Sustainability applies to everybody. But everybody applies it differently, by defining and shaping it differently—much as water is edged and shaped by its container. It is conceived in absolute terms but underpinned by a great diversity of relatively “green”—and sometimes contradictory—practices that can each make society only more or less sustainable. In Practicing Sustainability, chefs, poets, music directors, evangelical pastors, skyscraper architects, artists, filmmakers, as well as scientific leaders, entrepreneurs, educators, business executives, policy makers, and the contrarians, shed light on our understanding of sustainability and the role that each of us can play. Each contributor addresses what sustainability means, what is most appealing about the concept, and what they would like to change to improve the perception and practice of sustainability. What emerges from their essays is a wide spectrum of views that confirm an important insight: Sustainability is pursued in different ways not only due to different interpretations, but also because of varying incentives, trade-offs, and altruistic motives. Practicing and achieving sustainability starts with a willingness to look critically at the concept. It also means enabling rich and vigorous discussion based on pragmatism and common sense to determine a framework for best ideas and practices. With time and the much needed critical thinking, sustainable development will become a more integral part of our culture. By sharing experiences and crisp insights from today’s savants, Practicing Sustainability serves as a stepping stone to the future.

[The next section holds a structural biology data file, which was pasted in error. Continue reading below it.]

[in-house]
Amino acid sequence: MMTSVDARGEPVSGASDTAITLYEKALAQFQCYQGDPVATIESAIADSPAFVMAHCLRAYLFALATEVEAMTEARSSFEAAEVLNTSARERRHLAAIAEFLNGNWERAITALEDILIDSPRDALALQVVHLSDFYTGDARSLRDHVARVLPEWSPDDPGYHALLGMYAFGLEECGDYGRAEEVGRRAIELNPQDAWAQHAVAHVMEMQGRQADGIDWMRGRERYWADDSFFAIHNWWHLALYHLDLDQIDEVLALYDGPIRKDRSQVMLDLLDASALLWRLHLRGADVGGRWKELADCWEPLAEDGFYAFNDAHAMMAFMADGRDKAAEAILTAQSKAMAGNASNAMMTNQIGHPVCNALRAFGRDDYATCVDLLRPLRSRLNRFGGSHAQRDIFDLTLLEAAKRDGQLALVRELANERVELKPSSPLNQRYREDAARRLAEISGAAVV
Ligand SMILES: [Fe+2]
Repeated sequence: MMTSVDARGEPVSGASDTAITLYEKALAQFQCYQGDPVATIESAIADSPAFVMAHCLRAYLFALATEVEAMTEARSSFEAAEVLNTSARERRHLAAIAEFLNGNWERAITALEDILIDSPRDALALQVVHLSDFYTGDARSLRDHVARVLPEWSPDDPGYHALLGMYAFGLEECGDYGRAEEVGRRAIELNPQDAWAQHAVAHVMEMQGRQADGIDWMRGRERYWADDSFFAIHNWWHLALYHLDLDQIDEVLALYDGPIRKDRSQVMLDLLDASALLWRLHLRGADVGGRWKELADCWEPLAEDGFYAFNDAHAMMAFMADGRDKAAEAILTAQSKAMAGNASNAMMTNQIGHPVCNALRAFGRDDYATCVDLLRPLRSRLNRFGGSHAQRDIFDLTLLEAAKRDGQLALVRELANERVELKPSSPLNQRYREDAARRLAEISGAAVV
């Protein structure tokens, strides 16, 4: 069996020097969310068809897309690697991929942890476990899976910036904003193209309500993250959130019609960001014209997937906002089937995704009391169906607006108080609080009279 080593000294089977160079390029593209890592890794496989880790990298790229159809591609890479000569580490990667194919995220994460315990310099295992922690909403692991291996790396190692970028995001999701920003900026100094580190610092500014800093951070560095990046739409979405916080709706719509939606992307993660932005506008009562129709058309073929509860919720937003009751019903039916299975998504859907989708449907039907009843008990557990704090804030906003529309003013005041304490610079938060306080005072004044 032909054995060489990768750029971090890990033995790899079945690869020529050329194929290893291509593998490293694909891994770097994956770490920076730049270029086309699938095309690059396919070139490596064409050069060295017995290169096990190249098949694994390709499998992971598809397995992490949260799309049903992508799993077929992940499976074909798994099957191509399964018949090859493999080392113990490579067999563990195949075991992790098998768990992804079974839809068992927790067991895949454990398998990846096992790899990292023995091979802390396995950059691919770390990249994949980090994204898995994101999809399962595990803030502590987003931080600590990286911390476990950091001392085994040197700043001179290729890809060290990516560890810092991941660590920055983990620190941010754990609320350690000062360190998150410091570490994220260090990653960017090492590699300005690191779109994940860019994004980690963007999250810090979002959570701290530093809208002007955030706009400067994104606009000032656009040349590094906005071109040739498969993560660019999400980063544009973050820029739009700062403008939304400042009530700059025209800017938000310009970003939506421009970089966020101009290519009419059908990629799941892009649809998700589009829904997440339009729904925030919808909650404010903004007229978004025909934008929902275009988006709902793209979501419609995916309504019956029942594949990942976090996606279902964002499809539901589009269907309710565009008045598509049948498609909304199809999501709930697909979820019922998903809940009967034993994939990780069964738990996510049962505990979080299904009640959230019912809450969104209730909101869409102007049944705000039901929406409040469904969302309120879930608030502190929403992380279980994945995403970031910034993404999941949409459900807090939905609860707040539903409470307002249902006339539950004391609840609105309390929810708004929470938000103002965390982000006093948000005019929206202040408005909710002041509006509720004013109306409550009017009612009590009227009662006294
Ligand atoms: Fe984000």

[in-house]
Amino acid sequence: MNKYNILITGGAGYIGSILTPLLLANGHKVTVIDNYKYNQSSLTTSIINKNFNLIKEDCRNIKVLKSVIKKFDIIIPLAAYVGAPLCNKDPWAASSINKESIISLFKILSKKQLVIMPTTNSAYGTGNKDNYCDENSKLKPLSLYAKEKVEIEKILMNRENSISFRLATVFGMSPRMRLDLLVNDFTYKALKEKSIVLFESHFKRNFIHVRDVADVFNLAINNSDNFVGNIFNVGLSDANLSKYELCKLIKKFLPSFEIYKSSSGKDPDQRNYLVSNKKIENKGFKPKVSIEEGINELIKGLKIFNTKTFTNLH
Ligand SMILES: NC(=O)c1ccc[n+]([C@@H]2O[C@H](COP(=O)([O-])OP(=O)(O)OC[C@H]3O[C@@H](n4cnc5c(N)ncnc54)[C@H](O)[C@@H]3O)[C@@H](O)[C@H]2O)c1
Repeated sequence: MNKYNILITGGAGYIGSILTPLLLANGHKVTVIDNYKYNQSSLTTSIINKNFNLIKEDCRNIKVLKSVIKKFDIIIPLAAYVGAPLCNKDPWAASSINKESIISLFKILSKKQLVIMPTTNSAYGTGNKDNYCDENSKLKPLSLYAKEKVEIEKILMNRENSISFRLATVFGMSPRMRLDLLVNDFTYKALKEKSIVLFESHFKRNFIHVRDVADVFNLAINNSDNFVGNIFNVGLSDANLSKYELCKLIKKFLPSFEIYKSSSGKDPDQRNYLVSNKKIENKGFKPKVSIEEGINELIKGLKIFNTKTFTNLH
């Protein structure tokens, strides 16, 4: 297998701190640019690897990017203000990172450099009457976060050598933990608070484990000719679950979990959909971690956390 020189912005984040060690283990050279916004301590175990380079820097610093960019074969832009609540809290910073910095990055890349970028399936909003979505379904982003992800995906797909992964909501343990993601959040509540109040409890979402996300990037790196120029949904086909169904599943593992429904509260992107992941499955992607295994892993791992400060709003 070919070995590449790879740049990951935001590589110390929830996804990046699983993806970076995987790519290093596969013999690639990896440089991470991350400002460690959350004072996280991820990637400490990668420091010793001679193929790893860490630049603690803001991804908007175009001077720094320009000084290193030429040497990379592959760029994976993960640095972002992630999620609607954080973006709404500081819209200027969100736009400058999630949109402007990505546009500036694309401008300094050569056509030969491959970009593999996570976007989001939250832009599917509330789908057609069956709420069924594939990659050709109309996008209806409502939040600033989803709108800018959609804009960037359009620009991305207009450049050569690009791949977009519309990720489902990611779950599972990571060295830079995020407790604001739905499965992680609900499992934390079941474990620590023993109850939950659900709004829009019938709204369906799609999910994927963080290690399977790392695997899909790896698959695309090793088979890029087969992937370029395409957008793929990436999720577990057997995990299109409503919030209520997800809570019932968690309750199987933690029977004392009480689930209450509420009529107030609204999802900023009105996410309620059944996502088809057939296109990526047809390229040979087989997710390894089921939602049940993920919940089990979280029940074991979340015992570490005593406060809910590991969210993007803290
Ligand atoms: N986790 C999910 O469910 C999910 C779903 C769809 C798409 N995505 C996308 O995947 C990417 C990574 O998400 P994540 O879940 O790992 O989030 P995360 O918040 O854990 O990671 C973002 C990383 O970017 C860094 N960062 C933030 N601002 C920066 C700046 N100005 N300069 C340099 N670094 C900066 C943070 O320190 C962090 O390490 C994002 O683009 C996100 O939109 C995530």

Features compelling narratives and fresh insights from a wide range of innovators and thought-leaders in science, engineering, business, policy, arts, health and community developmentHighlights the complexities and contradictions surrounding the concept and practice of sustainabilityOffers ideas and perspectives to help build a sustainable society